The Mind’s Eye: Reconstructing the Historian’s Semantic Matrix Through Henry Knighton’s Account of the Peasants’ Revolt, 1381
Sarah Marilyn Steeves Keeshan
Master of Arts, Dalhousie University, Halifax, Nova Scotia December (2011)
The medieval historian engaged with the systems of power and authority that surrounded him. In his account of the Peasants’ Revolt in late medieval England, the ecclesiastical historian Henry Knighton (d. 1396) both reinforced and challenged the traditional order. This thesis explores the ways in which his ideological perspectives shaped his understanding of the events of June 1381 and how this understanding was articulated through the structure, language, and cultural meaning of the historical text. The reconstruction of authorial intention and reclamation of both Knighton and the medieval reader as active participants in the creation of history challenge a historiography that has long disregarded Knighton as an unremarkable historical recorder. Instead, they reveal a scholar whose often extraordinary approach to the rebels and traditional authorities expresses a great deal about the theory, practice, and construction of power and authority in late medieval England.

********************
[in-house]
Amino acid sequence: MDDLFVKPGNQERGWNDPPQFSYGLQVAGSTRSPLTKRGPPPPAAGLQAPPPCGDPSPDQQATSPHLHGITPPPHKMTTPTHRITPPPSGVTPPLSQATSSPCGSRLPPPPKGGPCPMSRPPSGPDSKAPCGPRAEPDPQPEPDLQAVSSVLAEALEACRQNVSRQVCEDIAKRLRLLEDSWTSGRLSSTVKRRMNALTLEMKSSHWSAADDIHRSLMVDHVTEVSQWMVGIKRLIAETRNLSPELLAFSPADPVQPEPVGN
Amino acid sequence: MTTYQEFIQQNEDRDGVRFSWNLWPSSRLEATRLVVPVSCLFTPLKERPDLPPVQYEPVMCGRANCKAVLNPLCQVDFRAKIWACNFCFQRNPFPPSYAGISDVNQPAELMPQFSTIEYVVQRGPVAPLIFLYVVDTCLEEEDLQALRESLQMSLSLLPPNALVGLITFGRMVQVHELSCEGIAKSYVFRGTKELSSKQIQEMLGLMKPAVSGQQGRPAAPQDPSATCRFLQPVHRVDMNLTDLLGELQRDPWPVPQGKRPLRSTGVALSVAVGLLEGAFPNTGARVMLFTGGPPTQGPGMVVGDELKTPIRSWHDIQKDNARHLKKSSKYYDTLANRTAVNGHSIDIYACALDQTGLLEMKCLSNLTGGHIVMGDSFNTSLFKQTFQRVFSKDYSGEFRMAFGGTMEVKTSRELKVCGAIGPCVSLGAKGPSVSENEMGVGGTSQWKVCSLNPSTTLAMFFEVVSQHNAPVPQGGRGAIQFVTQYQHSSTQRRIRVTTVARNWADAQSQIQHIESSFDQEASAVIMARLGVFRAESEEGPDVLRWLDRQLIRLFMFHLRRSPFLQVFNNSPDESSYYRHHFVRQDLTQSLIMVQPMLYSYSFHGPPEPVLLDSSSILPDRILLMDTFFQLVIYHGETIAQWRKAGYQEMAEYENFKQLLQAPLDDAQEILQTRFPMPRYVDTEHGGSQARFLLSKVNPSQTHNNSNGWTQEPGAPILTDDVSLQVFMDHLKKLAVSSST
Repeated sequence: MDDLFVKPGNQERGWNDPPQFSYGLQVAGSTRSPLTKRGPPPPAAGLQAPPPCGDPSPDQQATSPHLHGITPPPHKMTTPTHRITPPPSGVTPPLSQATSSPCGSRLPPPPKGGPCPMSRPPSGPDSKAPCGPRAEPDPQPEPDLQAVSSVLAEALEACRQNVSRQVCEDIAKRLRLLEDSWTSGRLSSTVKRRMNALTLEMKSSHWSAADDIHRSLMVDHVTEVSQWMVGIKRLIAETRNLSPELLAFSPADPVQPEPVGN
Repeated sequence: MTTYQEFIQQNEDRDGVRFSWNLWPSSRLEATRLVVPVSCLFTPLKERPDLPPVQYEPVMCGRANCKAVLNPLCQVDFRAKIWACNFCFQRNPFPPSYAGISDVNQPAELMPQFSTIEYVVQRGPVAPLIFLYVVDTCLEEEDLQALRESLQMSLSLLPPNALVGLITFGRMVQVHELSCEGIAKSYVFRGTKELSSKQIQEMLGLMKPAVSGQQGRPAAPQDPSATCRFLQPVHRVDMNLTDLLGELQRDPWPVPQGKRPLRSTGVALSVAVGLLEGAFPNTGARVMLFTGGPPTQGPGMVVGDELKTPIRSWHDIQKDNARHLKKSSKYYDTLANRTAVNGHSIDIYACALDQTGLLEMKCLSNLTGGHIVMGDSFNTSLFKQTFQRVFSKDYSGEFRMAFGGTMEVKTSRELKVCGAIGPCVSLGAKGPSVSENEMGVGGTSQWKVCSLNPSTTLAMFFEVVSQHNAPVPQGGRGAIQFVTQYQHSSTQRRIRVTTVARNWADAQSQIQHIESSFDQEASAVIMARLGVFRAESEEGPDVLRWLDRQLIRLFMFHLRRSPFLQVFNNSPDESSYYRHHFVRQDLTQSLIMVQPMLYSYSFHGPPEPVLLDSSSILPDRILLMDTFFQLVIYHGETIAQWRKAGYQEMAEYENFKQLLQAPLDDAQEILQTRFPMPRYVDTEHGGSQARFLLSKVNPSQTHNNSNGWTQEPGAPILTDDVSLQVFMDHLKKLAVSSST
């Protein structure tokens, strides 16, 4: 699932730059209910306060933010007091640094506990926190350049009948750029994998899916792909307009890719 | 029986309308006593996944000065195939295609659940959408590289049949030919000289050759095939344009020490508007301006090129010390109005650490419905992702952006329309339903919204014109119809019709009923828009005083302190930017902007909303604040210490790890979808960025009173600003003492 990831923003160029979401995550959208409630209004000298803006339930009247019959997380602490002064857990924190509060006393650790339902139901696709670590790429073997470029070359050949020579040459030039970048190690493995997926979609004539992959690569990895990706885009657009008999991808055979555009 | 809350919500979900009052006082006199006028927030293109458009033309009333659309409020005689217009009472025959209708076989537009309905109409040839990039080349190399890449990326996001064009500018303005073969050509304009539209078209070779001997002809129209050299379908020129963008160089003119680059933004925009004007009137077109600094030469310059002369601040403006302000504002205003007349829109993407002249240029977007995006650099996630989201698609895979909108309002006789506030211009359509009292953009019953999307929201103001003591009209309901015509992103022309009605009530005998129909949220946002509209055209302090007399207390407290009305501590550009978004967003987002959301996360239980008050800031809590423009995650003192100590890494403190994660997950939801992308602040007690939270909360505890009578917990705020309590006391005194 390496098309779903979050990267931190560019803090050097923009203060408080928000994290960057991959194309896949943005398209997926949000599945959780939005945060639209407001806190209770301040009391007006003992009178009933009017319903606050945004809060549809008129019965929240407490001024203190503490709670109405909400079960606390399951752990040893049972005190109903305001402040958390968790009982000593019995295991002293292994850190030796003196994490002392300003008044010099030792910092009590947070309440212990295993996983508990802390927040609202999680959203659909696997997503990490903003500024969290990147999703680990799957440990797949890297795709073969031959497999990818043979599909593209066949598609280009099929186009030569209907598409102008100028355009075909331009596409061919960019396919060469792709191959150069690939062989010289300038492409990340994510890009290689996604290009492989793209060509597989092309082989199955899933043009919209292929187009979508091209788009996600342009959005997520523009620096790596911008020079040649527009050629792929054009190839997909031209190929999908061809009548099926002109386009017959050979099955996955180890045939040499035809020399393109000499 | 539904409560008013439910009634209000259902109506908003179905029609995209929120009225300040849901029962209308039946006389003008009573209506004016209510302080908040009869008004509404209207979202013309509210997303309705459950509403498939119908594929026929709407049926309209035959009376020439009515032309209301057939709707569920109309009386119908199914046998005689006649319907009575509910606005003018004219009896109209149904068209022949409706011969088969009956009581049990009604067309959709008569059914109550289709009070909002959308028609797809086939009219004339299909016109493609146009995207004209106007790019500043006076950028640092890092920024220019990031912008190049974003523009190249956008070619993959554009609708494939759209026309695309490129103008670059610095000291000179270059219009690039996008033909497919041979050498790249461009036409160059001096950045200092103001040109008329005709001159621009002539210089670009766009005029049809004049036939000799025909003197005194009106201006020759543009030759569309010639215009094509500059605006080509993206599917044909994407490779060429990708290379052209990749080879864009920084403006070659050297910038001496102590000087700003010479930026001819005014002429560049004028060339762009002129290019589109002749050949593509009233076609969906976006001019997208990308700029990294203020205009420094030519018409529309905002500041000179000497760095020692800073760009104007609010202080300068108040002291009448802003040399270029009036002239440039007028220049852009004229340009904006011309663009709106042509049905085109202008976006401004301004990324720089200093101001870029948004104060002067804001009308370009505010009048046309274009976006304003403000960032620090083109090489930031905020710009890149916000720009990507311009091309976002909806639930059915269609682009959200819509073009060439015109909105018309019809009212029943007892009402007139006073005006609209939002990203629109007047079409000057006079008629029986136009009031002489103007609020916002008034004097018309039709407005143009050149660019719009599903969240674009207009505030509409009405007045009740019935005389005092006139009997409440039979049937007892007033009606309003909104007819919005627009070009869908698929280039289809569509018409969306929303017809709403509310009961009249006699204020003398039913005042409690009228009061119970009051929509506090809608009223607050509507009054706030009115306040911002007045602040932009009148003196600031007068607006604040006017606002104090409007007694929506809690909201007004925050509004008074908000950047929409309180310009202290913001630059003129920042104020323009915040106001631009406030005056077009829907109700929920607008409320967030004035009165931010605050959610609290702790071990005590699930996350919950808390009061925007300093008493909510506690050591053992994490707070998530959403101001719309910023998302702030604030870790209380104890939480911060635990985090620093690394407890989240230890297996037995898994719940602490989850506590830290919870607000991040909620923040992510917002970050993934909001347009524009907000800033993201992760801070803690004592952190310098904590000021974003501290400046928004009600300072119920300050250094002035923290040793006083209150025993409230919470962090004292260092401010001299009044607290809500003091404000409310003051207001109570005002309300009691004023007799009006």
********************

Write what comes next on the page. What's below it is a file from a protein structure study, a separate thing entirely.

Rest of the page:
The summer of 1381 saw the occurrence of a singular and unprecedented event in English history, commonly referred to as the Peasants’ Revolt. In June, an amalgam of peasants, merchants, and artisans rose up, beginning in Essex and Kent and tearing a path across the south of England. Under the leadership of Wat Tyler, they stormed prisons and monasteries, tore up charters, and attacked figures of authority, all the while demanding equality, freedom, and the restoration of their “ancient rights.” Most generally, the causes of the Revolt included the tumult of the aftermath of the Black Death, and the Hundred Years War. The immediate cause, however, was a series of poll taxed imposed by the fourteen-year-old boy-king, Richard II. Following months of agitating, the rebels gathered together and marched on Canterbury on 10 June 1381. They assembled together at Blackheath on 12 June. Just two days later, the main force of the rebels had reached and gained access to London, stormed the Tower and executed several high-ranking officials there including the archbishop of Canterbury and the royal treasurer.